Thursday, December 18, 2008

Burgoo - hearty stews for our chilly winter

Simple presentation for simply good food.

Faced with -2 weather in Vancouver (that's the high for the day, and it's not getting warmer anytime soon), Nina and I decided a visit to Burgoo* was called for. It's warm, cozy and friendly and specializes in hearty comfort food: stews, thick soups, grilled-cheese sandwiches and such from around the world. Exposed wooden beams and a small room make it feel pub-ish, without the fire. I've eaten there a few times, and with one exception it's been wonderful. Unfortunately that exception was today.

I was looking forward to their Irish stew, which I've enjoyed before: "Guinness braised lamb with vegetables and homemade dumplings, served over garlic mash potatoes". It's thick and tasty, perfect for a cold, wintry day. Nina suggested we try the Beef Bourguignon instead, and having only had good experiences with their menu, we thought it would probably be fantastic. It was good, but not great.

The meat was tender and flavourful, the vegetables were perfectly done, and as always the mashed potato base (they use it under all their stews) was very good. The accompanying biscuits were wonderful. The service was great, they use cloth napkins (a must, in my opinion), and even the utensils were nice and heavy.

Beef Bourguignon is a traditional French stew made from beef braised in red wine and broth, caramelized onions, carrots and mushrooms, with some tomato paste added to the sauce. The problem with Burgoo's Beef Bourguignon was in the sauce: the entire dish was fairly spicy, enough to drown other flavours, but from black pepper, not from chilis. I've only had it once before, so I'm no expert, but I'm pretty sure it's not meant to be spicy. When you cook cracked pepper for any length of time the heat in it really comes out, which is why one adds it to taste near the end of many recipes.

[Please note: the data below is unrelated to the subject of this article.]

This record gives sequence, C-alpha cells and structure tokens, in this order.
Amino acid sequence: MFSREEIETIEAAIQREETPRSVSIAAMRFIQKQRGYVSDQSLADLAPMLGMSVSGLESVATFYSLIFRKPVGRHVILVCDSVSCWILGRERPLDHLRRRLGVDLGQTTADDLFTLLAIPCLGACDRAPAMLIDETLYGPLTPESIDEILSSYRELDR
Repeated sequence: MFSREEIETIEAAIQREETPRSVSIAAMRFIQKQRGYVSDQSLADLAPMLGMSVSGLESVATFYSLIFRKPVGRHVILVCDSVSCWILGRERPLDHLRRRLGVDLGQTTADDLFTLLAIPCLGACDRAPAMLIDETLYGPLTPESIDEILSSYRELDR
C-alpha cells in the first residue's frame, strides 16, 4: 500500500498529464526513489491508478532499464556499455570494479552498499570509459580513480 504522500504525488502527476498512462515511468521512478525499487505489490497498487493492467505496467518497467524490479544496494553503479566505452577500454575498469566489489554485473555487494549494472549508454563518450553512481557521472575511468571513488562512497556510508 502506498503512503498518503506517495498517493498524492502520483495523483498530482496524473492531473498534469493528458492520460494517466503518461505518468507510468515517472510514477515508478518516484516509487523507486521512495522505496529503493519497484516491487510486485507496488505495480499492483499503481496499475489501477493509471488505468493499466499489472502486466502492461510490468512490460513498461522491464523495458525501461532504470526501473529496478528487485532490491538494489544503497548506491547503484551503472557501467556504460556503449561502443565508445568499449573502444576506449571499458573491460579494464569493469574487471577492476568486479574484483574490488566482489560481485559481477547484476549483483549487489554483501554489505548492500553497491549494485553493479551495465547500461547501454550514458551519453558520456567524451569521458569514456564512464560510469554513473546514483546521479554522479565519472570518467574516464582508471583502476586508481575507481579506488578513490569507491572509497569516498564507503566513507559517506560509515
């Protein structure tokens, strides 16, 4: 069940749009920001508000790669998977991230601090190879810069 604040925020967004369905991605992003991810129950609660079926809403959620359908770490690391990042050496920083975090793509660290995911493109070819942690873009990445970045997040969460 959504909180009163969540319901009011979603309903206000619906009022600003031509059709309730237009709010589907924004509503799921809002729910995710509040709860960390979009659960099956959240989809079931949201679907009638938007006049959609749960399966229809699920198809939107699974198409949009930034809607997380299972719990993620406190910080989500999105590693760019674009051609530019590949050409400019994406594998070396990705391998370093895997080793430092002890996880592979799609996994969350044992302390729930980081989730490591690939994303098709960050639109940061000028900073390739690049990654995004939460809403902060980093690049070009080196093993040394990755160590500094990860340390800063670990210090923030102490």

It was unfortunate, and won't stop me from returning. I've tried their Kentucky burgoo, their Irish stew, the French onion soup, the biscuits, and they've all been wonderful. I highly recommend a visit, and if you like black pepper I would even recommend the Beef Bourguignon. There are line-ups at mealtimes, a testament to the quality of food and service, but don't be put off. When it's this nasty and cold (and there's wolves...), we need warm, hearty comfort food. A visit to Burgoo will defiantly give winter the finger while wrapping you in a big warm foodie hug (a bit much?).

For a more comprehensive review, read On the Bone's experience at Burgoo.

* What is a burgoo, you ask? A thick meaty stew. Like chili, there is no set recipe. Burgoo's burgoo (how fun is that?) is "slow cooked meats with lima beans, corn, tomatoes, cabbage and okra served over garlic mash potatoes" and is pretty damn tasty.

A warm and cozy feel to the place helps when it's negative degrees outside.

Thick and hearty, just too peppery.

Wonderful cheese and parsley biscuits.


Anonymous said...

I agree with your observation about the Beef Bourguignon. I've only had that dish at their Point Grey location, but the really strong pepper notes were apparent there too, I don't mind too much black pepper myself, although I know that for Beef Bourguignon it's just wrong. No one in France would make it that way!

Brenton said...

We tried it again, and it wasn't AS peppery. The Irish stew was more peppery than we remembered, though. I wonder if it's just a matter of when in the batch you order their stews. If they start a batch of Bourguignon and it cooks for hours, the pepper will come out a lot more, but if you get a fresh batch it may not.

I asked someone who is more familiar with the dish, and they agree with you: Not how it's usually done in France.